Ibanez wasn’t done yet.
He clobbered the first pitch from Oriole reliever Brian Matusz in the bottom of the 12th inning into the second deck in right field for the 212th walk-off home run in New York Yankee history in New York’s 3-2 victory.
Ibanez had been inserted into the game to hit for struggling Alex Rodriguez, the designated hitter on Wednesday. Rodriguez had been 0-for-3 with two strikeouts in Game 3 and is 1-for-12 with seven Ks in the series.
Not all walk-off home runs are created equally, of course, and here are the 10 biggest walk-off homers in Yankee history:
Rookie Alfonso Soriano helped break the backs of the Seattle Mariners in the 2001 American League Championship Series when he took Mariners closer Kazuhiro Sasaki deep to right-center field. Soriano’s two-run blast gave the Yankees a 3-1 win and a 3-1 lead in the series.
New York went on to eliminate the Mariners the following day, making Seattle’s major-league-record tying 116 wins merely a historical footnote.
It was rookie Derek Jeter who made Game 1 of the 1996 American League Championship Series memorable when he hit a solo home run to right field that got an assist from 12-year-old fan Jeffrey Maier, who reached over the wall to take the ball away from Baltimore Orioles outfielder Tony Tarasco.
Williams went on to win MVP honors in the series, which the Yankees won in five games.
The Yankees and St. Louis Cardinals were tied 1-1 in the bottom of the ninth inning of Game 3 of the 1964 World Series when Hall of Famer Mickey Mantle hit reliever Barney Schultz’s first pitch into the right-field stands for a 2-1 victory.
The Cardinals got the last laugh, winning the series in seven games to spoil what would be the final World Series appearance of Mantle’s career. The homer off Schultz was the 16th of Mantle’s major-league record 18 home runs in World Series play.
Making his only start of the 1999 World Series, Chad Curtis made Game 3 count, hitting a pair of home runs. His second shot was a 10th-inning blast off Mike Remlinger to give the Yankees a 6-5 victory and a 3-0 lead in the series.
It was the first World Series walk-off homer since Joe Carter had ended the 1993 World Series for the Toronto Blue Jays. The Yankees would complete the sweep the following night behind the pitching of Roger Clemens.
Jim Leyritz only had one hit in Game 2 of the 1995 American League Division Series but was it ever a big one.
Leyritz muscled a pitch from Tim Belcher through the rain drops in the bottom of the 15th inning to end a more than five-hour marathon. The Yankees’ 7-5 victory over the Seattle Mariners gave them a 2-0 lead in the series heading back to Seattle.
But the Mariners would win all three games at the Kingdome to eliminate the Yankees, making Game 2 of the series the final home game of Don Mattingly’s career.
Derek Jeter hit the first November home run in major league history, taking a pitch from Byung-Hyun Kim deep to right field at 12:04 a.m. on Nov. 1 to beat the Arizona Diamondbacks 4-3 in Game 4 of the 2001 World Series.
Jeter’s 10th-inning blast tied the World Series at two games apiece. The Yankees would go on to win Game 5 at Yankee Stadium but lost Games 6 and 7 in Phoenix as the Diamondbacks won their first World Series title.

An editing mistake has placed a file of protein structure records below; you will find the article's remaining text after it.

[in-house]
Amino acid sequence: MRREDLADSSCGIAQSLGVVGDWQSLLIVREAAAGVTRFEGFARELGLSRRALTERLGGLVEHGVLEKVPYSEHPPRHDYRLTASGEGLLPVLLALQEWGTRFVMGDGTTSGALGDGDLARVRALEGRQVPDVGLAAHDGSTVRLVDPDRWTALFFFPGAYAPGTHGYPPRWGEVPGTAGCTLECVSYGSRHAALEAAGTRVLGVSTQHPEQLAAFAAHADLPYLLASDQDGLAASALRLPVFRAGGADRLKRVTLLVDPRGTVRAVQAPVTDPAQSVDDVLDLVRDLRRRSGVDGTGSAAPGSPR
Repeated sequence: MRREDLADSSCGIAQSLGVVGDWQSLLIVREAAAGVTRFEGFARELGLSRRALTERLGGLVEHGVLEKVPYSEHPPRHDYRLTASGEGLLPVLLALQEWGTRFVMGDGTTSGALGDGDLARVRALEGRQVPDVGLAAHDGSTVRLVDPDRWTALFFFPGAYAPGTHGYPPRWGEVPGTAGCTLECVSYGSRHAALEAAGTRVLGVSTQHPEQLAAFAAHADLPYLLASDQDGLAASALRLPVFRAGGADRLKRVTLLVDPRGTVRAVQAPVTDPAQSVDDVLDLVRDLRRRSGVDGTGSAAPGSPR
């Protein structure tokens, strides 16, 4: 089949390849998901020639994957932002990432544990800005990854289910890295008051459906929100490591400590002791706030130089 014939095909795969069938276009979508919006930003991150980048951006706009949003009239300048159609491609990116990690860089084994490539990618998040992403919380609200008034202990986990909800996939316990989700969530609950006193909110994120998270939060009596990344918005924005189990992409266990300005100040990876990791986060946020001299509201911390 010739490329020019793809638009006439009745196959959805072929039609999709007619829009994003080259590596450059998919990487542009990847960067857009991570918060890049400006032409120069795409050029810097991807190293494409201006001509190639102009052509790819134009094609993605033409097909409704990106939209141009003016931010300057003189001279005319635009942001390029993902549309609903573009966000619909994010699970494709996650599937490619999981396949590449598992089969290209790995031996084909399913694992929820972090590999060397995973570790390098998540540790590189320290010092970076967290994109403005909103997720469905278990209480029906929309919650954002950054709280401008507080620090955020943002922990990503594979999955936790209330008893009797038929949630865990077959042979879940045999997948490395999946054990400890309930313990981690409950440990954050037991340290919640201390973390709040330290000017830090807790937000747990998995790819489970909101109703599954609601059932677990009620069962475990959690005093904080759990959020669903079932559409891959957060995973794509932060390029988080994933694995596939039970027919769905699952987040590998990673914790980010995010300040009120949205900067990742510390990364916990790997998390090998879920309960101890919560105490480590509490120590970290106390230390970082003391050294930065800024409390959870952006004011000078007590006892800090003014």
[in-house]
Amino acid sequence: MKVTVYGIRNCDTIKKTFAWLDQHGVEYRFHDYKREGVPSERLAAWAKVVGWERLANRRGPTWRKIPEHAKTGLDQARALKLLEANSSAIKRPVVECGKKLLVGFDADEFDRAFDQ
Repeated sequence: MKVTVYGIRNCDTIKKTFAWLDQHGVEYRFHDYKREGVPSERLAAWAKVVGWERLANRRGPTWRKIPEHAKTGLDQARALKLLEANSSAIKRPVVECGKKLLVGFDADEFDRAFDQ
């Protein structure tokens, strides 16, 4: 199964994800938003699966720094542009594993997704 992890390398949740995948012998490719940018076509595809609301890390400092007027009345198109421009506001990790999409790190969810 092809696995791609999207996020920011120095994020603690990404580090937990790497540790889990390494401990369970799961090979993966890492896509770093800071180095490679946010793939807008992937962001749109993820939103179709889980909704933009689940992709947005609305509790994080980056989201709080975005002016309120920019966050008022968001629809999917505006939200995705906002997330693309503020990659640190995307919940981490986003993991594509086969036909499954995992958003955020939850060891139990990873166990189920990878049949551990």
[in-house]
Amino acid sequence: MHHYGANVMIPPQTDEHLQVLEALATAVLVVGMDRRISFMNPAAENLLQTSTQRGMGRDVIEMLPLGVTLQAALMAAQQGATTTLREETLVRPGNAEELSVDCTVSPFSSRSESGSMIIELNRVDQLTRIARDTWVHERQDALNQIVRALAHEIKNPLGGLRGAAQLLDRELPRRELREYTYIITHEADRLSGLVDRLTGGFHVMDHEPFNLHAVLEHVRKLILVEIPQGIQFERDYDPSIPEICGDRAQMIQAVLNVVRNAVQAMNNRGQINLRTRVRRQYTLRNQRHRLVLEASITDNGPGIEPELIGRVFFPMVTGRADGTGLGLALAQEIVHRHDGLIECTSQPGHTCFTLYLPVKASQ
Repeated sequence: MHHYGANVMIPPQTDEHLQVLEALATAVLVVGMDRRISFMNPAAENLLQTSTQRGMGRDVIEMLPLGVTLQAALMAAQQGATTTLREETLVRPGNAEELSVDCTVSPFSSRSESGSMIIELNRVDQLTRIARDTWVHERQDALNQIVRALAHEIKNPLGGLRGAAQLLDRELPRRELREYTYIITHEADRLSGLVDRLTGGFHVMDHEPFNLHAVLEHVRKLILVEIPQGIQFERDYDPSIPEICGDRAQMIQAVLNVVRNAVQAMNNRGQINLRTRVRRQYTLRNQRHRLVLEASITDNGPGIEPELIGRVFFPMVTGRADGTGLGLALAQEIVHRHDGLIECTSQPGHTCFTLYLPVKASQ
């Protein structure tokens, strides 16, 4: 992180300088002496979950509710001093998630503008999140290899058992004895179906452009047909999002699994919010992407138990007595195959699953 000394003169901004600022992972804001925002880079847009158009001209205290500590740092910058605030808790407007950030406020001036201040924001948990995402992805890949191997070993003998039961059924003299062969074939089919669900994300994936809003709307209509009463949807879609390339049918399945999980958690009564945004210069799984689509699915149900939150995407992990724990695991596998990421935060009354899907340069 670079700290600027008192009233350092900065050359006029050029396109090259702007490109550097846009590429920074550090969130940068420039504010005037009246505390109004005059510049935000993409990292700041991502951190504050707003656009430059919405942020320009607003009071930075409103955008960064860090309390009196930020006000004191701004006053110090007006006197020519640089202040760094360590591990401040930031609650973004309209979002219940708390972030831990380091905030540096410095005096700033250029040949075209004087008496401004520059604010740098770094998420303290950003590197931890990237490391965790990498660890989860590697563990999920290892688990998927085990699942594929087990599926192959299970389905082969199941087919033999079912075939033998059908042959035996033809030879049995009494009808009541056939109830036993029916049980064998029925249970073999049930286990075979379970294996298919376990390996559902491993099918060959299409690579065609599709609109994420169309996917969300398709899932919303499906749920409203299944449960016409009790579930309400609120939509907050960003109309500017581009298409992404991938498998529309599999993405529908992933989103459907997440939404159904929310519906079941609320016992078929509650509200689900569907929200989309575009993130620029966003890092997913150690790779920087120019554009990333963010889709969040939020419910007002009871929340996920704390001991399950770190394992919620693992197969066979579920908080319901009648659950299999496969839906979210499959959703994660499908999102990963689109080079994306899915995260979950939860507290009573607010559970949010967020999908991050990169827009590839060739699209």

The walk-off homer by Raul Ibanez on Wednesday night has a chance to move up this list depending on how the rest of the postseason goes. But Ibanez earned a permanent spot in Yankee postseason lore with his two at-bats against the Baltimore Orioles in Game 3 of the American League Division Series.
Ibanez came up to pinch-hit for Alex Rodriguez in the bottom of the ninth inning and tied the game with a home run to right field off Orioles closer Jim Johnson. Leading off against Brian Matusz in the bottom of the 12th, Ibanez hit the first pitch of the inning into the upper deck in right field to send a packed house at Yankee Stadium into delirium.
For all of the Yankees’ championships and walk-off heroics, it was Tommy Henrich who hit the first walk-off home run in franchise history when he took Don Newcombe deep to lead off the bottom of the ninth inning of Game 1 of the 1949 World Series.
Henrich’s blast was the only run of the Yankees’ Game 1 victory over the Brooklyn Dodgers. New York also won Game 2 by a 1-0 count and went on to win the title under first-year manager Casey Stengel in five games.
The Yankees were back in the postseason for the first time in 12 years, taking on the Kansas City Royals, making their first playoff appearance in the franchise’s eight-year history.
Chambliss hit .524 in the series but had to navigate his way around the bases through fans who leaped onto the field after the home run left the park.
Aaron Boone was only a Yankee for a few months but earned a permanent place in franchise history with a dramatic walk-off home run to clinch the 2003 American League Championship Series.
Boone had come to New York at the July 31 non-waiver trade deadline from the Cincinnati Reds for prospects Brandon Claussen and Charlie Manning. He was released the following February after hurting his knee playing pickup basketball. In between, he delivered the biggest walk-off home run in the long, storied history of the Yankees.